tries were provinces of Turkey and were placed under 
Austrian suzerainty as a result of the Russo-Turkish 
War. The Turks had already attempted a manage- 
ment of the forest lands, which were in their entirety 
claimed by the Sultan. Property conditions being 
entirely unclear when the Austrians assumed the 
administration, these questions had first to be settled 
by a survey. This survey resulted in showing a forest 
area of 6.3 million acres, 51% of the land area, of 
which probably all but about 1.5 million acres is 
private or communal property; half of the state 
property is fully stocked and it is estimated that 
about 100 million cubic feet is the annual increment. 

4. State Forest Administration. 

The State domain in the first half of the 19th cen- 
tury had been reduced by sales from nearly 10 million 
acres to 4.5 million acres, and to a little over 3 million 
acres in 1855. In that year, about one-half of this 
property was handed over to the National Bank to 
secure the State's indebtedness of $30,000,000, and 
between 1860 and 1870 further sales reduced the 
domain to about its present size of 1.8 million acres 
productive forest. In 1872, however, a new policy, 
and the present organization were instituted. 

Before 1849, the forest properties which the Crown 
or State owned in the various territories were not 
managed as a unit or in any uniform manner, but a 
number of separate provincial or territorial forest 



168 Austria, 

administrations existed which were often connected 
with mining administrations and were placed under 
the Minister of Finance. These, under the influence 
of the educated foresters issuing from the newly 
established forest school, had, to be sure, been much 
improved; nevertheless the Cameralists, as in Ger- 
many, were at the head of affairs and kept the techni- 
cal development back until after the revolution of 
1848, when the acccession of Franz Joseph I brought 
many reforms and changes in methods of adminis-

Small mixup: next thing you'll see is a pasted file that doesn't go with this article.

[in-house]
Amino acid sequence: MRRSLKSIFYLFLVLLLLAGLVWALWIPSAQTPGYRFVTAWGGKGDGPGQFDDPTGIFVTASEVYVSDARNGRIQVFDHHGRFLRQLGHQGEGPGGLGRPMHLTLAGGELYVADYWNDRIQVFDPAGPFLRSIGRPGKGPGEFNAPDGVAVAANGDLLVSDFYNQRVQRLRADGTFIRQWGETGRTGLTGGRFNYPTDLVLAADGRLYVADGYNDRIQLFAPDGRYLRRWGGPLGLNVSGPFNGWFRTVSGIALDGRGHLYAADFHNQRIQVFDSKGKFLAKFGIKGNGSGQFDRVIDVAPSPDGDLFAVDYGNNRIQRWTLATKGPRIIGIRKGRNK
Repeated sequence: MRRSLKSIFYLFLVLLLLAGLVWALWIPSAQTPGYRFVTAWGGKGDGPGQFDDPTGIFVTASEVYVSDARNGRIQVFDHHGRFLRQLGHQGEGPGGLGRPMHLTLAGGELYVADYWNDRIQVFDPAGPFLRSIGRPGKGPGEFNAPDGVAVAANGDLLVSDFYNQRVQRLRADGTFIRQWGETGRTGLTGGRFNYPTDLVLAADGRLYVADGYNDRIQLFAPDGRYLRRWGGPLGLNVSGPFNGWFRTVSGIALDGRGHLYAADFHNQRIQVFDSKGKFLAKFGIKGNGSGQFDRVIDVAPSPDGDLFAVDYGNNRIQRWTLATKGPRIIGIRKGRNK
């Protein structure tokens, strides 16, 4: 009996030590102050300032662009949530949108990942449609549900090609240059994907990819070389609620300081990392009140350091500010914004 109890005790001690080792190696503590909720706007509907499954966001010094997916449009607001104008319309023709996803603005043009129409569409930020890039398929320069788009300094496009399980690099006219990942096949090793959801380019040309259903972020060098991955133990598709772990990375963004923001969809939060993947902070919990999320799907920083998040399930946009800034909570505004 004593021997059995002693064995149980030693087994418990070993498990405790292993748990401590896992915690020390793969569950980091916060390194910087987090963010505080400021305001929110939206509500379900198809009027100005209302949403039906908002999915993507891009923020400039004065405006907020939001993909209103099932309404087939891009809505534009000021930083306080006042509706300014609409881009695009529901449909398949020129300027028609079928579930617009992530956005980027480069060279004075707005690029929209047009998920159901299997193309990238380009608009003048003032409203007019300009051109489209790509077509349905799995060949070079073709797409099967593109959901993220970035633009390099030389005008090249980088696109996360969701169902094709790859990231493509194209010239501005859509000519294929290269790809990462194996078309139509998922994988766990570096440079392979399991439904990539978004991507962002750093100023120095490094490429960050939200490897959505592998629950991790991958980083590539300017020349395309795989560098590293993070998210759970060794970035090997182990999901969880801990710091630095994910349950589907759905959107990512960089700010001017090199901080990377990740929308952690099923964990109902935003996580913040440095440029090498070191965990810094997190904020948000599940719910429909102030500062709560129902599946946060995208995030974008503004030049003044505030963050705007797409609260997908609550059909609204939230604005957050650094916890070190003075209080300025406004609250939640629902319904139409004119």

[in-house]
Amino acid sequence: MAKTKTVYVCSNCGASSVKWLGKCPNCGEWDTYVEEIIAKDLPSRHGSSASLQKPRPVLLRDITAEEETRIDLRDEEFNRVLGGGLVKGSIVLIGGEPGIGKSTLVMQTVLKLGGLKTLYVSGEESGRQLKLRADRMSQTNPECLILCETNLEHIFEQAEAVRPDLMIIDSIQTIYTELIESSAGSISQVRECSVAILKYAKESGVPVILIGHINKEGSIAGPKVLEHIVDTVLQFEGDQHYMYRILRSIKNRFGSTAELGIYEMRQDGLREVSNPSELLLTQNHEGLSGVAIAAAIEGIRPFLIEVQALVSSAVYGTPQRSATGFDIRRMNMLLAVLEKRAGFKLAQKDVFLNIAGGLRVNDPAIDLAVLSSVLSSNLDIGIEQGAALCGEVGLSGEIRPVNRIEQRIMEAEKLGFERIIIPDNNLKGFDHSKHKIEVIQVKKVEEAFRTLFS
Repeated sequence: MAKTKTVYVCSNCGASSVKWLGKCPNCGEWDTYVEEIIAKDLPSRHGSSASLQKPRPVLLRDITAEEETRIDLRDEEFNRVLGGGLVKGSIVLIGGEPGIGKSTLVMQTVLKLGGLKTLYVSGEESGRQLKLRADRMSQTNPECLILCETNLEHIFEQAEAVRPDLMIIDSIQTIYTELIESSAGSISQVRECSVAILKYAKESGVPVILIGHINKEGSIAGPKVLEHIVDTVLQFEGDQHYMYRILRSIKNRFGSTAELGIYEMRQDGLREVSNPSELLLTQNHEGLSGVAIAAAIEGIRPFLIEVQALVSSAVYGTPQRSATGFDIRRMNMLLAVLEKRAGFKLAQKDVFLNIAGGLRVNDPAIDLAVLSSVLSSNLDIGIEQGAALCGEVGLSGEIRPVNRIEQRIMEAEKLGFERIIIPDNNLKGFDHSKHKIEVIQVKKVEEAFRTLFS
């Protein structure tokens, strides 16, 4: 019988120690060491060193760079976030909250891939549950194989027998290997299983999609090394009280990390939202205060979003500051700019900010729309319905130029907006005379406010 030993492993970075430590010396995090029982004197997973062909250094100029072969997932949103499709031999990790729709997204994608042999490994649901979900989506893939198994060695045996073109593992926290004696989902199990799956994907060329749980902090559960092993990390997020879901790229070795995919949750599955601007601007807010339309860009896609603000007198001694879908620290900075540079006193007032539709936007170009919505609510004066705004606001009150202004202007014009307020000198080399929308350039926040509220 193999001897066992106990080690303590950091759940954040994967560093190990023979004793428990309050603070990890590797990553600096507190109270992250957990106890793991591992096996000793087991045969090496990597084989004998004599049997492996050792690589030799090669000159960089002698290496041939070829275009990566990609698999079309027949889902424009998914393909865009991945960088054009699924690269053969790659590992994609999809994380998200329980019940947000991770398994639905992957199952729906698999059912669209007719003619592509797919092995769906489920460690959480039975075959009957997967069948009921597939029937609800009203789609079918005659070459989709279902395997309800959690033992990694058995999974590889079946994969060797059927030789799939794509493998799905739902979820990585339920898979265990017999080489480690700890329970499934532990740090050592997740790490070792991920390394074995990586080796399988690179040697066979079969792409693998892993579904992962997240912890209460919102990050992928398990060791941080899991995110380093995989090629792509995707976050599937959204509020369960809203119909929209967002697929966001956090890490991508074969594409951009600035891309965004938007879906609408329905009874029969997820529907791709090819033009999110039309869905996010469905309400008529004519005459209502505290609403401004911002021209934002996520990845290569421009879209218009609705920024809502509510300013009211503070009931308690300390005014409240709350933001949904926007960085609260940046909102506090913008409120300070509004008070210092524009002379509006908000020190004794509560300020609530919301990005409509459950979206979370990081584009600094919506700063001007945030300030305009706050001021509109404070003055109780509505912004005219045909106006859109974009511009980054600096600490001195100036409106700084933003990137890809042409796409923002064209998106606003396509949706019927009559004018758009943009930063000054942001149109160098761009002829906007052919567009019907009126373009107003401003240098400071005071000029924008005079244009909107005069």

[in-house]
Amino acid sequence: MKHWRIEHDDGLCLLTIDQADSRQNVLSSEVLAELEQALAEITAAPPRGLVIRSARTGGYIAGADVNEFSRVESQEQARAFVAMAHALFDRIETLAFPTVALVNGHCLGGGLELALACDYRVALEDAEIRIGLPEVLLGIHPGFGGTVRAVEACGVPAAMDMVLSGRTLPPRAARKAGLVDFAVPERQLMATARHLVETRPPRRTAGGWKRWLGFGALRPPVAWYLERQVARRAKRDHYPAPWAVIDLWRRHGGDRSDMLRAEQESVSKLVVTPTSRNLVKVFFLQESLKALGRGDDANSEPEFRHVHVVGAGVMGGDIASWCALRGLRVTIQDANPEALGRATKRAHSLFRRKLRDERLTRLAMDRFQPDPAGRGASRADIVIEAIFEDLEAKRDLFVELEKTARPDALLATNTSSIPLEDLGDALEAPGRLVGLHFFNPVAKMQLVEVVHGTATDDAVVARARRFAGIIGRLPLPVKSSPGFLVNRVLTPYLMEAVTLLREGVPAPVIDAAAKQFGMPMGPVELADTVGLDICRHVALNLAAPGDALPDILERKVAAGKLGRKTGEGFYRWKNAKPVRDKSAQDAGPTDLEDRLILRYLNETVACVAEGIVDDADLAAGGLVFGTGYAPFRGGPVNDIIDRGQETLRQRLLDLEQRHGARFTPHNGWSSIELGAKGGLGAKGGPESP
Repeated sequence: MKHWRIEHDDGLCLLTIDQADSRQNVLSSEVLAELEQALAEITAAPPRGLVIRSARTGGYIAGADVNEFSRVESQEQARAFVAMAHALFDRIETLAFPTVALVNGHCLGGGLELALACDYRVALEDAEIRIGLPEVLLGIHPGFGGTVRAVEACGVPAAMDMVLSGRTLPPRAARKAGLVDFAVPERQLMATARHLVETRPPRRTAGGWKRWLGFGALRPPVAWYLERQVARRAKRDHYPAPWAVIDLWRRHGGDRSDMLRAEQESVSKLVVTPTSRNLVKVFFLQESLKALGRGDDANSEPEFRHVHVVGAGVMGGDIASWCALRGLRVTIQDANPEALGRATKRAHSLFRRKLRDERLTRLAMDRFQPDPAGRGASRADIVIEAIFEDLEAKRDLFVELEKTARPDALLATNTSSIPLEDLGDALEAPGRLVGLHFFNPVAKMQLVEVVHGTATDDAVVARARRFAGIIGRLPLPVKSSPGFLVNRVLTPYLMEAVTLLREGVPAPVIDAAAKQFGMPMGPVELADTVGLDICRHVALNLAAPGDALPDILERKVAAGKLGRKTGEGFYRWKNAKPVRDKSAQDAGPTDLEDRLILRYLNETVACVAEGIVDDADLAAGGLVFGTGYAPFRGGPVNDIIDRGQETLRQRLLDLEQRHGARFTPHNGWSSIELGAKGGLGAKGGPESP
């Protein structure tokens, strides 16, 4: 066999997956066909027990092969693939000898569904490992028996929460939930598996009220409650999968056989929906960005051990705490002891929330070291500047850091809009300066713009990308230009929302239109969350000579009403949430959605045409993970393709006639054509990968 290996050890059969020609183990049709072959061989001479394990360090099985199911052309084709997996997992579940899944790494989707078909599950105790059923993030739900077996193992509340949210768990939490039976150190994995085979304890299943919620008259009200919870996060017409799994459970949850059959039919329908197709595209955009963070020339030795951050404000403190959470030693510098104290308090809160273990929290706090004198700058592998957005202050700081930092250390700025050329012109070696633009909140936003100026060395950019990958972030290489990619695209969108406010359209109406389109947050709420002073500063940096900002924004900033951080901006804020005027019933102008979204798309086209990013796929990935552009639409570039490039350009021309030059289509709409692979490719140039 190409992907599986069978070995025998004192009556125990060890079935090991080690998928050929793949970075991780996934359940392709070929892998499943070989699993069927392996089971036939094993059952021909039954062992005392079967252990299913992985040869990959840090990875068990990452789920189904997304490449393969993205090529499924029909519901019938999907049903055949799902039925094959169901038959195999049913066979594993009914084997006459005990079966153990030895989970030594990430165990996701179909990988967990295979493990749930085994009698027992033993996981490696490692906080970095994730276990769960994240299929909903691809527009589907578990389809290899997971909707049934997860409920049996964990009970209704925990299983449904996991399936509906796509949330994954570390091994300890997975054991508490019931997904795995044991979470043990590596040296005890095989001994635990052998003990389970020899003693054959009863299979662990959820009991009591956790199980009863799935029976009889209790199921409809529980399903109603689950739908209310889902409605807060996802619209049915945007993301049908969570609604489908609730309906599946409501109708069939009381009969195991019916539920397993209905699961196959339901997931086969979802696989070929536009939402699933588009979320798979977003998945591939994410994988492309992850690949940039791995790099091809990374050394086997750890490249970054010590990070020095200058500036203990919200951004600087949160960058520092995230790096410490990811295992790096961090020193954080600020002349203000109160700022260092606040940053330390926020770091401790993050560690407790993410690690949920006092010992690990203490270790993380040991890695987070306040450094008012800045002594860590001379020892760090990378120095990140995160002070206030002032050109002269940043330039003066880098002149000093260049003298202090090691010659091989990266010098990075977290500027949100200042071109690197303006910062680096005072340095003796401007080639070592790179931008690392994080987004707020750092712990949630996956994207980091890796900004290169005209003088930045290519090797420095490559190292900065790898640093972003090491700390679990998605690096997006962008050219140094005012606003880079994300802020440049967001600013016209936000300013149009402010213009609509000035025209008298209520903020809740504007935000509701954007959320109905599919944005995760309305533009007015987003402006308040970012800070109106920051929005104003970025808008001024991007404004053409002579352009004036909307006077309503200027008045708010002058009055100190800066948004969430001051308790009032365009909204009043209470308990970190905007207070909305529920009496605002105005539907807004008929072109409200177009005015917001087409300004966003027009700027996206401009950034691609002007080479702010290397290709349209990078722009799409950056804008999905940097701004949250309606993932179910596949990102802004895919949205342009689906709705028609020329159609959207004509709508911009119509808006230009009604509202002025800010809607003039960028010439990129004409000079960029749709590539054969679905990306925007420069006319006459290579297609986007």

tration. 

A ministry of Soilculture and Mining was created 
in that year, and, as a branch of it, a forest depart- 
ment, separated from the department of the Chase. 
To the head of this forest department was called a 
forester, Rudolf Feistmantel, who elaborated an 
organization. But, before much had been accom- 
plished, the Ministry and its forest department were 
abohshed (1853) and the forest domain again trans- 
ferred to the Ministry of Finance. 

Feistmantel returned in 1856 as Chief of the forest 
division in that Ministry, and his organization of the 
forest property of the State into forest districts under 
forest managers and into provincial "forest direc- 
tions" was perfected. 

Matters, however, did not thrive, and, only when 
public attention and indignation had been aroused 
by a policy of selling State property, a change of 
attitude took place in 1872 which led to the present 
organization. This places the State forest adminis- 
tration in the Department of Agriculture, with an 
''Oberlandforstmeister" and two assistants as su- 



State Forest Administration. 169 

perior officers, and the rest of the organization is also 
very nearly the same as that in vogue in most German 
States, each province having a directive service of 
" Oberforstmeister " with " Forstmeister " as inspec- 
tors, and " Oberforster " with the assistance of "Forst- 
warte" as executive officers. In addition a special 
corps of "forest engineers" and "superior forest engi- 
neers" is provided for the elaboration of working 
plans. Lately (1904), a re-organization of the central 
office provided, besides the department of adminis- 
tation of State and Funds forests, a department of 
reboisement and correction of torrents, and a depart- 
ment of forest policy charged with the promotion of 
forest culture, including the education of foresters 
and similar matters. 

Most of the State property is located in the Alps 
and Carpathian mountains at an elevation above 2,000 
feet, hence financial results do not make a good showing. 

Since 1885 it has been the policy to add to the State 
forest area by purchase, and by 1898, over 350,000 
acres had been added to it. 

5. Progress of Forest Organization. 

Since 1873, working plans according to unified prin- 
ciples have been prepared for most of the State 
property, so that, by 1898, about 82% was under 
regulated management. 

The progress made in bringing forest areas under 
organized management varied greatly in the different 
provinces. 

In northeastern Austria, the first methods of regu- 
lated management consisted, as in the neighboring 



170 Austria. 

territories of Germany, in a simple division into felling 
areas. The example of the neighbors was also followed